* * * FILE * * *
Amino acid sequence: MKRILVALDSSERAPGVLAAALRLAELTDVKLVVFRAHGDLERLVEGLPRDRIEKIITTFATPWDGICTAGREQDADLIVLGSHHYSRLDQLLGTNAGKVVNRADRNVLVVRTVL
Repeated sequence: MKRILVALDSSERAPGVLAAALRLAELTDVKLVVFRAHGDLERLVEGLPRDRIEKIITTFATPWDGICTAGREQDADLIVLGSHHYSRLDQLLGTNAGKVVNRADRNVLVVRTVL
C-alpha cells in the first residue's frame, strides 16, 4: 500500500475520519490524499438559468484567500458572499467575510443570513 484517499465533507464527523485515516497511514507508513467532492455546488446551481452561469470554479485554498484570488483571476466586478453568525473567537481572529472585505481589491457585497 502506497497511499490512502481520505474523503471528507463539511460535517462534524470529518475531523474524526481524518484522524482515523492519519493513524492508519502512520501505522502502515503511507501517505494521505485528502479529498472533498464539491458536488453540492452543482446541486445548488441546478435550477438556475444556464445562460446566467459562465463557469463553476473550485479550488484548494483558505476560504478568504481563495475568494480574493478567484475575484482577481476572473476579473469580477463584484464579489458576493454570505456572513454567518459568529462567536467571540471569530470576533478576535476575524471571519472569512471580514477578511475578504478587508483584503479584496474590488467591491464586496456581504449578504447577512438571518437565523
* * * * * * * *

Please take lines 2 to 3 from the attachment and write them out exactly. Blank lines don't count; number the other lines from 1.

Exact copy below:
Repeated sequence: MKRILVALDSSERAPGVLAAALRLAELTDVKLVVFRAHGDLERLVEGLPRDRIEKIITTFATPWDGICTAGREQDADLIVLGSHHYSRLDQLLGTNAGKVVNRADRNVLVVRTVL
C-alpha cells in the first residue's frame, strides 16, 4: 500500500475520519490524499438559468484567500458572499467575510443570513 484517499465533507464527523485515516497511514507508513467532492455546488446551481452561469470554479485554498484570488483571476466586478453568525473567537481572529472585505481589491457585497 502506497497511499490512502481520505474523503471528507463539511460535517462534524470529518475531523474524526481524518484522524482515523492519519493513524492508519502512520501505522502502515503511507501517505494521505485528502479529498472533498464539491458536488453540492452543482446541486445548488441546478435550477438556475444556464445562460446566467459562465463557469463553476473550485479550488484548494483558505476560504478568504481563495475568494480574493478567484475575484482577481476572473476579473469580477463584484464579489458576493454570505456572513454567518459568529462567536467571540471569530470576533478576535476575524471571519472569512471580514477578511475578504478587508483584503479584496474590488467591491464586496456581504449578504447577512438571518437565523